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What is LIBOR ?  What is MIBOR ?

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Rajesh Goyal



What is full form of LIBOR ? What is full form of MIBOR ?


The full form of LIBOR is London Inter Bank Offered Rate.    The full form of MIBOR is Mumbai Inter Bank Offered Rate.



LIBOR is used for which currencies ?  For Which currency is MIBOR used ? What are the maturities / periods for which LIBOR and MIBOR are quoted on regular basis ?


Originally, in 1986 LIBOR was published for three currencies ie USD, GBP and JPY.  Later on other currencies were added and after merger of some currencies in 2000 into Euro, now Libor rates are calculated for 10 currencies and 15 borrowing periods ranging from overnight to one year.   These are published daily at 11:30 am (London time).     LIBOR  is calculated  and published by Thomas Reuters on behalf of British Bankers' Association (BBA) for currencies like  (1)  US Dollar,   (2) GB Pound (GBP),  (3) Euro (EUR),  (4) Swiss Franc (CHF),  (5) Canadian dollar (CAD),  (6)Japanese Yen (JPY),  (7) Danish Krone (DKK),  (8) Swedish Korna (SEK), (9) Australian Dollar (AUD), (10) New Zealand Dollar (NZD).    MIBOR is the benchmark for overnight interet rates for  Indian Rupee (INR).    [In view of LIBOR scandel (see last question at the end of this article), now an independent authority is being mooted, which is likely to start working in 2013 itself.]


The rates are published for period ranging from 1 day to 12 months  (i.e. 1 day, 1 week, 2 weeks, 1 month, 2 month ...... upto 12 months at monthly intervals)



Define LIBOR and MIBOR ?How are LIBOR and MIBOR arrived at ?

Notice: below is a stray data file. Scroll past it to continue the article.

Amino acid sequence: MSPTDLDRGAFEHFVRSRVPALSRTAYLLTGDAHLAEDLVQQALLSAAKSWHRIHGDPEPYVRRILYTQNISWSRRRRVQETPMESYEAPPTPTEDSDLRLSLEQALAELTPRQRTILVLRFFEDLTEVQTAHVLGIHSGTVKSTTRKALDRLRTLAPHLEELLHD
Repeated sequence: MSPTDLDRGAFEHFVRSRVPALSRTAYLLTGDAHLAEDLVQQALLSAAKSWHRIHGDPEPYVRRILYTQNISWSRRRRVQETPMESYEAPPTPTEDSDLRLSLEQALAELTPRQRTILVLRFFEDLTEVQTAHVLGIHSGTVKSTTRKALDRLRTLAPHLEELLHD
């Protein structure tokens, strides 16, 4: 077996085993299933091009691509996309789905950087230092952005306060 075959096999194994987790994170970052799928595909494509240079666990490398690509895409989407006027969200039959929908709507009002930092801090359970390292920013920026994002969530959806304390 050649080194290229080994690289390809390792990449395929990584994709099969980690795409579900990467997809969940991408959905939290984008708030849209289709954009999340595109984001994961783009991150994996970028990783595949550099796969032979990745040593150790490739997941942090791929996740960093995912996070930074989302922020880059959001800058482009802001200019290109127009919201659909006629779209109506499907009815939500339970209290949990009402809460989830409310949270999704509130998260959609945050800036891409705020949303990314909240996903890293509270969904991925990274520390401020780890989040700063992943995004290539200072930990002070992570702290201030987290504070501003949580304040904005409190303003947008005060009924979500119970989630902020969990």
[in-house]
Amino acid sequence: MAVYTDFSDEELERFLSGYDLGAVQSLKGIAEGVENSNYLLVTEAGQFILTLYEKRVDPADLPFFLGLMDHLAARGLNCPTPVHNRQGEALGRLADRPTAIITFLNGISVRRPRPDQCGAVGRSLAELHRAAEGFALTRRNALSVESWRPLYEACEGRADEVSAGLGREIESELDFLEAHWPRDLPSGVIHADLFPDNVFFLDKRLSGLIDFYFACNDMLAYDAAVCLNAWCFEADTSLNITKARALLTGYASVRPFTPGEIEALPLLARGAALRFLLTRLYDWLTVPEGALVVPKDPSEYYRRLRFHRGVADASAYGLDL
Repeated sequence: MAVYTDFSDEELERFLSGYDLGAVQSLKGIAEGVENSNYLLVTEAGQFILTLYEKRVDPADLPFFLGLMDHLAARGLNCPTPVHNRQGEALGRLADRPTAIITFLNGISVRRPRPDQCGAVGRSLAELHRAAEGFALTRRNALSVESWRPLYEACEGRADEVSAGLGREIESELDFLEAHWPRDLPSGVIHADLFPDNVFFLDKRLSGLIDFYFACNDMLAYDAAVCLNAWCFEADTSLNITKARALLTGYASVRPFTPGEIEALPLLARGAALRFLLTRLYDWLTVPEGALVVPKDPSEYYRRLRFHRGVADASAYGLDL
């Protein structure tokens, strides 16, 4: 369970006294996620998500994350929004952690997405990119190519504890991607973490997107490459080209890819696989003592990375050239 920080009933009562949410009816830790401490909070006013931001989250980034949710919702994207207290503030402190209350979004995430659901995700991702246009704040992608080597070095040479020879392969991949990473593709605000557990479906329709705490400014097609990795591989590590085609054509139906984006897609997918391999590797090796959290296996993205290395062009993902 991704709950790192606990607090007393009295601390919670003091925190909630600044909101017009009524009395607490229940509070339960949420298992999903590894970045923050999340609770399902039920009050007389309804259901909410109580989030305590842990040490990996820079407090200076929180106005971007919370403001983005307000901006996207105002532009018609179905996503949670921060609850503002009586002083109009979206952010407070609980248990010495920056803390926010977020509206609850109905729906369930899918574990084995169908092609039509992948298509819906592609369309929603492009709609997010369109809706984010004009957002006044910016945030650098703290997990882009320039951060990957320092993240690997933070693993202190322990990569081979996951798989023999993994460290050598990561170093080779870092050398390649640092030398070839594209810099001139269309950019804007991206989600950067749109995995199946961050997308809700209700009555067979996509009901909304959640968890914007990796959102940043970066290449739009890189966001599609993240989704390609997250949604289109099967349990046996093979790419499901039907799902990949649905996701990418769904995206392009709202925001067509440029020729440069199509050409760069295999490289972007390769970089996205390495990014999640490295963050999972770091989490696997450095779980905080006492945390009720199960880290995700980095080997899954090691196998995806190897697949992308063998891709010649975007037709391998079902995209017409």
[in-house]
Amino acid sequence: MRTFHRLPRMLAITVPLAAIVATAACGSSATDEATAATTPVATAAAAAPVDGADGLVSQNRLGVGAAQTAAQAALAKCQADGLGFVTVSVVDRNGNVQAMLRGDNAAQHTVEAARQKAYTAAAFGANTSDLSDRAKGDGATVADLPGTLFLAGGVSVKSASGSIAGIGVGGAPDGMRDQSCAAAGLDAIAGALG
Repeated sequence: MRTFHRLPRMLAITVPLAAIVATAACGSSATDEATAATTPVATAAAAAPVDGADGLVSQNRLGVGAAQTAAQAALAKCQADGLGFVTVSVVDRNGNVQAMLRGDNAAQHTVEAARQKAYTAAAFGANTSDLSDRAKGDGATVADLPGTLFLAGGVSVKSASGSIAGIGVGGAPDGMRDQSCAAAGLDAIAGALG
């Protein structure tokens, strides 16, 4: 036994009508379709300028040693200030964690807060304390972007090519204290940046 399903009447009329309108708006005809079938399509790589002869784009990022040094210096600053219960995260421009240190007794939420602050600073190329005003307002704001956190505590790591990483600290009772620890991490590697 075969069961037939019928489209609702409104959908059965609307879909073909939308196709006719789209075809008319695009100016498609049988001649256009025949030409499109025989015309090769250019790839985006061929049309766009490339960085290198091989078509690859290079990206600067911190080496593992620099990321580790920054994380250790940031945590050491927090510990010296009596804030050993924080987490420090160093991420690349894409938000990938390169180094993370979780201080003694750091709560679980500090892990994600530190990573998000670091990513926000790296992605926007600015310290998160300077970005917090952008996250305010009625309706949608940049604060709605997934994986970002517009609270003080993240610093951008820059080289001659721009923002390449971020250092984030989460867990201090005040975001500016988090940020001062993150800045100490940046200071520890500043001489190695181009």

The interbank borrowing is undertaken by financial institutions either to make profits or to cover short-term liquidity shortfalls      Thus, we can define LIBOR as the average interest rate estimated by leading banks in London that they would be paying if they borrow from other banks.   LIBOR is arrived at each day by BBA through a survey from 18 major global banks for the USD by asking the question "At what rate could you, borrow funds, were you to do so by asking for and then accepting inter bank offers in a reasonable market size just prior to 11.00 AM (London local time).   Then BBA excludes the highest 4 and lowest 4 responses, and averages the remaining 10 responses.  This average rate is published at 11.30 AM.   As we have made it clear it is declared for 15 different maturities i.e. 1 day (overnight) to 1 year.   Thus, we can say that LIBOR is a set of indexes.



MIBOR is the interest rate at which banks can borrow funds, in marketable size, from other banks in the Indian interbank market.   MIBOR is calculated everyday by the National Stock Exchange of India (NSEIL) as a weighted average of lending rates of a group of banks, on funds lent to first-class borrowers.  The MIBOR was launched on June 15, 1998 by the Committee for the Development of the Debt Market, as an overnight rate. The NSEIL launched the 14-day MIBOR on November 10, 1998, and the one month and three month MIBORs on December 1, 1998.  Further, the exchange introduced a 3 Day FIMMDA-NSE MIBID-MIBOR on all Fridays with effect from June 6, 2008 in addition to existing overnight rate.    Thus, we can say that MIBOR is is arrived  now a days by FIMMDA and NSE,  based on inputs from PS Banks, Private Sector Banks, Primary Dealers and Foreign Banks   An example of the MIBOR rates is